Research suggests that some dogs do miss their owners when boarded. There have been multiple studies to see how dogs react when their owners leave, and all point to subtle changes in the dog’s behavior. I’ve written at length about this if you want to find out what the studies say.

However, don’t let that put you off putting your dog into boarding kennels. Not all dogs get sad when boarded, and most of the time it will be a positive experience for them.

If it’s a reputable boarding kennels they will get spoiled, lots of play with other dogs, and loads of attention.

5. Should I worry about boarding kennel stress?

This is one aspect that all owners should worry about when putting their dog into boarding. Kennel stress is very common, and can affects dogs of all sizes, temperaments, and characters, even if they have no previous form for anxiety.

Whether boarding is stressful for your dog or not will depend on many different factors including your dog’s character, the kennel environment, and events that take place during their stay.

Your dog will have to contend with possible changes to their diet, routine, aggression from other dogs, new smells, sounds, and being handled by new people. All of these can result in anxiety.

Many dog owners will often report a change in the dog’s behavior when the pet comes home. This can often be a sign of kennel stress, with symptoms being:

  • Pacing or shaking.
  • Whining or barking.
  • Yawning, drooling, or licking.
  • Body language changes.
  • Hair loss.
  • Panting.
  • Diarrhea or pooping in the house.
  • Avoiding or ignoring you.
  • Hiding or trying to escape.
  • Sleeping more or lethargy.

In most cases the stress levels will reduce once the dog is home, and it’s usually disappeared after 24 hours. If your dog still appears to be depressed after boarding, or is still acting oddly after a whole day, it’s probably best seen by a vet.

6. Should I worry that’s it’s cruel to put a dog in kennels?

Whilst a condition like boarding kennel stress is very real, not all dogs get it, and ones that do are fine as soon as they leave. As for cruel though, well, this depends on your dog and how the stay affects him or her.

Is it cruel to put a dog in kennels? If your dog suffers badly with separation anxiety and is in poor health, then yes, you could argue that boarding kennels are cruel.

But, otherwise, millions of dogs stay in boarding kennels each year will no ill effects.

In fact, one study I read seemed to suggest that rather than being cruel, some dogs actually love staying in boarding kennels.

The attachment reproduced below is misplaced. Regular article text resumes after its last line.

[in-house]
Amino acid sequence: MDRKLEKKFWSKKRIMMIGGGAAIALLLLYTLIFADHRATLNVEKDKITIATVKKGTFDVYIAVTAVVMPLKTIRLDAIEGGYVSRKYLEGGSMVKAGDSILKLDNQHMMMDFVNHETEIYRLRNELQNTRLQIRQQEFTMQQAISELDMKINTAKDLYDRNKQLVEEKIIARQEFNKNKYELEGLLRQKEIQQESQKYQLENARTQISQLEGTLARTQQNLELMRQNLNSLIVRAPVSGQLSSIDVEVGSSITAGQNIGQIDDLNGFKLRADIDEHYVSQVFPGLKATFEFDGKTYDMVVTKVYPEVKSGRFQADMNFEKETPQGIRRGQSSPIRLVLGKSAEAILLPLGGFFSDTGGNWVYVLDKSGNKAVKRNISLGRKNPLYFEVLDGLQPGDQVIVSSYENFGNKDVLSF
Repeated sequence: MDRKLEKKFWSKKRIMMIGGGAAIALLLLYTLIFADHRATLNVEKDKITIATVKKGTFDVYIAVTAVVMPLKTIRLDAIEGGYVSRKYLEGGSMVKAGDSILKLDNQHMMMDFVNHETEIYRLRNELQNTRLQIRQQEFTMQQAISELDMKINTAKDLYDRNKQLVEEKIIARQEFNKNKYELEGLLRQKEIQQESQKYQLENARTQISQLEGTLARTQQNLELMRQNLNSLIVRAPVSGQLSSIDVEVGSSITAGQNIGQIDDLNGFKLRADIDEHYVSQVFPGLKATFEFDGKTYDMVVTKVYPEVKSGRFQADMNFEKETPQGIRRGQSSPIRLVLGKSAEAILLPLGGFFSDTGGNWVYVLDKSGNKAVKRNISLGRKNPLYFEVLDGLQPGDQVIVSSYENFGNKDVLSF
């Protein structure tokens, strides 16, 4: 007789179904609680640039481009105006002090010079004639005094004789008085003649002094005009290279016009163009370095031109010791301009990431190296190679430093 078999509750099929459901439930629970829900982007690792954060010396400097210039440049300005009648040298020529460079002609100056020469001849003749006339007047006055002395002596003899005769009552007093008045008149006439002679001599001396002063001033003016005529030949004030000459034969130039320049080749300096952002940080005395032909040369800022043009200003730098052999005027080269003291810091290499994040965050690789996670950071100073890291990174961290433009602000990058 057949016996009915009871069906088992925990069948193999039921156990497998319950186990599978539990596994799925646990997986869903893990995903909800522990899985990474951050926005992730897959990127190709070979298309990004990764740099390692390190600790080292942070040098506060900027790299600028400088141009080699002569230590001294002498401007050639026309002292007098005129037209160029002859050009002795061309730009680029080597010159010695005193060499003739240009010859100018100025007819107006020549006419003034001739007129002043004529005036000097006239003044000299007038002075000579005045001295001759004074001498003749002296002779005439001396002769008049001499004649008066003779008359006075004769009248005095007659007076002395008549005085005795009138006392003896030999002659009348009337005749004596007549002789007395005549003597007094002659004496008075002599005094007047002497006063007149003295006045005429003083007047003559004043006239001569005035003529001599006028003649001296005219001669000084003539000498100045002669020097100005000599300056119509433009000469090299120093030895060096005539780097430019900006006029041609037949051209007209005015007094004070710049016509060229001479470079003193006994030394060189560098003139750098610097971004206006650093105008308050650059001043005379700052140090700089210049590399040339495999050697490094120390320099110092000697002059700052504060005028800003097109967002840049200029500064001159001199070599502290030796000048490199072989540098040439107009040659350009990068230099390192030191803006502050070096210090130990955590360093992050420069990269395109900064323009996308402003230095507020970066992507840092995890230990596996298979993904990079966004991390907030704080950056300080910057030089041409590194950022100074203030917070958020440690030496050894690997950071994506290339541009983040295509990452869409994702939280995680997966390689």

The first study I found is in stark contrast to many other opinions which say dogs get depressed when staying in boarding kennels.

The research, published on ScienceDirect.com, explained how dogs were more active when in kennels. The results could be interpreted as showing that dogs actually liked to be boarded.

Dr Lisa Collins from the University of Lincoln said:

“This study suggests that although dogs appeared to have a higher level of overall arousal or excitement in kennels compared with their state at home, this arousal is not necessarily due to dogs experiencing kennels as negatively stressful. Findings appear to suggest that the dogs in this study did not perceive admission to boarding kennels as an aversive stressor and perhaps, instead, perceived kennelling as an exciting change of scene, at least in the short-term.”

Yes, you read that right… dogs could like being in kennels, and rather than being sad and depressed are actually excited by the proposition.

“Short-term kennelling did not seem to represent a negative stressor for these dogs. The emotional valence of responses was ambiguous, and no definitive evidence was found to suggest that dogs were negatively stressed by kennelling.”

The bottom line is, you won’t really know whether your dog will be ok in kennels until you try.


Most boarding kennels are run by animal lovers who will take exceptional care of your dog’s every need. He will get play, plenty of friends to hang out with, attention, and love. Possibly even more than you are able to give him at home if you have a busy life.

Whether your dog will be ok in boarding kennels or not is completely unknown until he’s stayed. All you can do is make sure you prepare your dog for the visit, and do your own due diligence on the boarding facility before you book.

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Marc Aaron

I write about the things we've learned about owning dogs, the adventures we have, and any advice and tips we've picked up along the way.